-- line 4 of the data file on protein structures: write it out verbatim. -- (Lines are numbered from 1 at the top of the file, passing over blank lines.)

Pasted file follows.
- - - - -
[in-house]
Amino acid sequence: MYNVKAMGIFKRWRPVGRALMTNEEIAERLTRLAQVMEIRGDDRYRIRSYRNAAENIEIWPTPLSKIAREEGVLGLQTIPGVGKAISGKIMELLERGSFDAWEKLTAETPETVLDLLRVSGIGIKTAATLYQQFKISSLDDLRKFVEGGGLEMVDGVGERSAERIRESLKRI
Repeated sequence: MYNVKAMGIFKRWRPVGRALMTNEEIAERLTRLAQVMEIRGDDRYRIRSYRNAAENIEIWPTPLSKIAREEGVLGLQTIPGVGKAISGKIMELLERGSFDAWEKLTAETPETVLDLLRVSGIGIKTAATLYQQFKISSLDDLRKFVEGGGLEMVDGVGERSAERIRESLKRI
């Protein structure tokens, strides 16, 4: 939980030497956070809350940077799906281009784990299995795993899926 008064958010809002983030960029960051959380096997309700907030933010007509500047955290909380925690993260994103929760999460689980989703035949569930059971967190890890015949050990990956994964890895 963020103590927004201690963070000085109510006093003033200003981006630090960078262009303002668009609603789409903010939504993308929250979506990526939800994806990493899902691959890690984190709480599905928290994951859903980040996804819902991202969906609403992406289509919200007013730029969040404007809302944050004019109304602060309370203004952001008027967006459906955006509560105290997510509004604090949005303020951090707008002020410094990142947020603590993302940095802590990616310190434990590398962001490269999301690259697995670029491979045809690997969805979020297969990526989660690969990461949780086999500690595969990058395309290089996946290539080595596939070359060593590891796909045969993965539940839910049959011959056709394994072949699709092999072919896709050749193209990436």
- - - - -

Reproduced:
């Protein structure tokens, strides 16, 4: 939980030497956070809350940077799906281009784990299995795993899926 008064958010809002983030960029960051959380096997309700907030933010007509500047955290909380925690993260994103929760999460689980989703035949569930059971967190890890015949050990990956994964890895 963020103590927004201690963070000085109510006093003033200003981006630090960078262009303002668009609603789409903010939504993308929250979506990526939800994806990493899902691959890690984190709480599905928290994951859903980040996804819902991202969906609403992406289509919200007013730029969040404007809302944050004019109304602060309370203004952001008027967006459906955006509560105290997510509004604090949005303020951090707008002020410094990142947020603590993302940095802590990616310190434990590398962001490269999301690259697995670029491979045809690997969805979020297969990526989660690969990461949780086999500690595969990058395309290089996946290539080595596939070359060593590891796909045969993965539940839910049959011959056709394994072949699709092999072919896709050749193209990436």